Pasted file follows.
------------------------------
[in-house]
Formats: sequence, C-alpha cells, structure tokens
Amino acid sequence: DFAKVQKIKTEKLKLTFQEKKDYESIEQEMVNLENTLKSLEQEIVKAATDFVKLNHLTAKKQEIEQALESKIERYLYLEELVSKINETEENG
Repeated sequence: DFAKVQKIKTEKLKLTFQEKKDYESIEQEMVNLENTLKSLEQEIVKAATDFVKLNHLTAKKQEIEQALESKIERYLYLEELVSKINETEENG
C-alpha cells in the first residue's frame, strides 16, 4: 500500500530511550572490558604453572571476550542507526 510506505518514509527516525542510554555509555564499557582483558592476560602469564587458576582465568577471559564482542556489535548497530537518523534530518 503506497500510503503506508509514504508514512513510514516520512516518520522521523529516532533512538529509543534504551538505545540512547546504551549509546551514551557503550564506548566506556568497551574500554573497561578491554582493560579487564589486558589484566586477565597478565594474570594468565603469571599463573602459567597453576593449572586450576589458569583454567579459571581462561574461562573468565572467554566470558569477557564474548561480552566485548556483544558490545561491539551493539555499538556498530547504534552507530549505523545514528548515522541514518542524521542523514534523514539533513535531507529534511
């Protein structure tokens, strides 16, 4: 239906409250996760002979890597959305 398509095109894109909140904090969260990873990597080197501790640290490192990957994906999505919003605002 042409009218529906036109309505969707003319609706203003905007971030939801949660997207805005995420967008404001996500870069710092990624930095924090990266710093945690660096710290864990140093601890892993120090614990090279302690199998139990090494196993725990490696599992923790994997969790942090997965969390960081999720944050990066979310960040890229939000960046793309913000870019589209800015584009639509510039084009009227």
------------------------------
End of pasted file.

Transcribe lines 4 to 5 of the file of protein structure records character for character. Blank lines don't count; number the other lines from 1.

Repeated sequence: DFAKVQKIKTEKLKLTFQEKKDYESIEQEMVNLENTLKSLEQEIVKAATDFVKLNHLTAKKQEIEQALESKIERYLYLEELVSKINETEENG
C-alpha cells in the first residue's frame, strides 16, 4: 500500500530511550572490558604453572571476550542507526 510506505518514509527516525542510554555509555564499557582483558592476560602469564587458576582465568577471559564482542556489535548497530537518523534530518 503506497500510503503506508509514504508514512513510514516520512516518520522521523529516532533512538529509543534504551538505545540512547546504551549509546551514551557503550564506548566506556568497551574500554573497561578491554582493560579487564589486558589484566586477565597478565594474570594468565603469571599463573602459567597453576593449572586450576589458569583454567579459571581462561574461562573468565572467554566470558569477557564474548561480552566485548556483544558490545561491539551493539555499538556498530547504534552507530549505523545514528548515522541514518542524521542523514534523514539533513535531507529534511